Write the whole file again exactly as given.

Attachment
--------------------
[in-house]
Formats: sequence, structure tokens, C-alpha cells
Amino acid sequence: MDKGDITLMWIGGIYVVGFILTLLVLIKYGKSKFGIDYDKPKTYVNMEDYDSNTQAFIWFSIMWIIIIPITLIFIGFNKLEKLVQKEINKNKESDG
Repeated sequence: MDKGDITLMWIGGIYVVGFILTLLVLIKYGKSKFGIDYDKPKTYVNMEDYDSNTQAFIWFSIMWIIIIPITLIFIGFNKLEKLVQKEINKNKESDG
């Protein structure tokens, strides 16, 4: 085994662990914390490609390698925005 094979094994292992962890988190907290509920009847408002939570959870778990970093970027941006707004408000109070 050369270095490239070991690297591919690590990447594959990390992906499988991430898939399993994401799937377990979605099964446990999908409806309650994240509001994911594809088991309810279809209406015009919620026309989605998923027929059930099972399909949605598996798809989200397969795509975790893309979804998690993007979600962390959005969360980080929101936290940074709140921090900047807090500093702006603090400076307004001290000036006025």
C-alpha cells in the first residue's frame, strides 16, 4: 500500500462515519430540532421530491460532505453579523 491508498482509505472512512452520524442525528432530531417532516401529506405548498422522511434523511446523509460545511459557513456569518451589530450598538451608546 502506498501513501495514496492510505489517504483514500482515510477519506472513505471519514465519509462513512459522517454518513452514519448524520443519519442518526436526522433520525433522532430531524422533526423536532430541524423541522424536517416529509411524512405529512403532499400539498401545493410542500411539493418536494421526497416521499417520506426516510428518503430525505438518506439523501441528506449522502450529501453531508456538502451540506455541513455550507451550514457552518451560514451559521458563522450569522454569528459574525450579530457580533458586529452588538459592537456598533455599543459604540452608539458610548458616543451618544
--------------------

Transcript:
[in-house]
Formats: sequence, structure tokens, C-alpha cells
Amino acid sequence: MDKGDITLMWIGGIYVVGFILTLLVLIKYGKSKFGIDYDKPKTYVNMEDYDSNTQAFIWFSIMWIIIIPITLIFIGFNKLEKLVQKEINKNKESDG
Repeated sequence: MDKGDITLMWIGGIYVVGFILTLLVLIKYGKSKFGIDYDKPKTYVNMEDYDSNTQAFIWFSIMWIIIIPITLIFIGFNKLEKLVQKEINKNKESDG
């Protein structure tokens, strides 16, 4: 085994662990914390490609390698925005 094979094994292992962890988190907290509920009847408002939570959870778990970093970027941006707004408000109070 050369270095490239070991690297591919690590990447594959990390992906499988991430898939399993994401799937377990979605099964446990999908409806309650994240509001994911594809088991309810279809209406015009919620026309989605998923027929059930099972399909949605598996798809989200397969795509975790893309979804998690993007979600962390959005969360980080929101936290940074709140921090900047807090500093702006603090400076307004001290000036006025």
C-alpha cells in the first residue's frame, strides 16, 4: 500500500462515519430540532421530491460532505453579523 491508498482509505472512512452520524442525528432530531417532516401529506405548498422522511434523511446523509460545511459557513456569518451589530450598538451608546 502506498501513501495514496492510505489517504483514500482515510477519506472513505471519514465519509462513512459522517454518513452514519448524520443519519442518526436526522433520525433522532430531524422533526423536532430541524423541522424536517416529509411524512405529512403532499400539498401545493410542500411539493418536494421526497416521499417520506426516510428518503430525505438518506439523501441528506449522502450529501453531508456538502451540506455541513455550507451550514457552518451560514451559521458563522450569522454569528459574525450579530457580533458586529452588538459592537456598533455599543459604540452608539458610548458616543451618544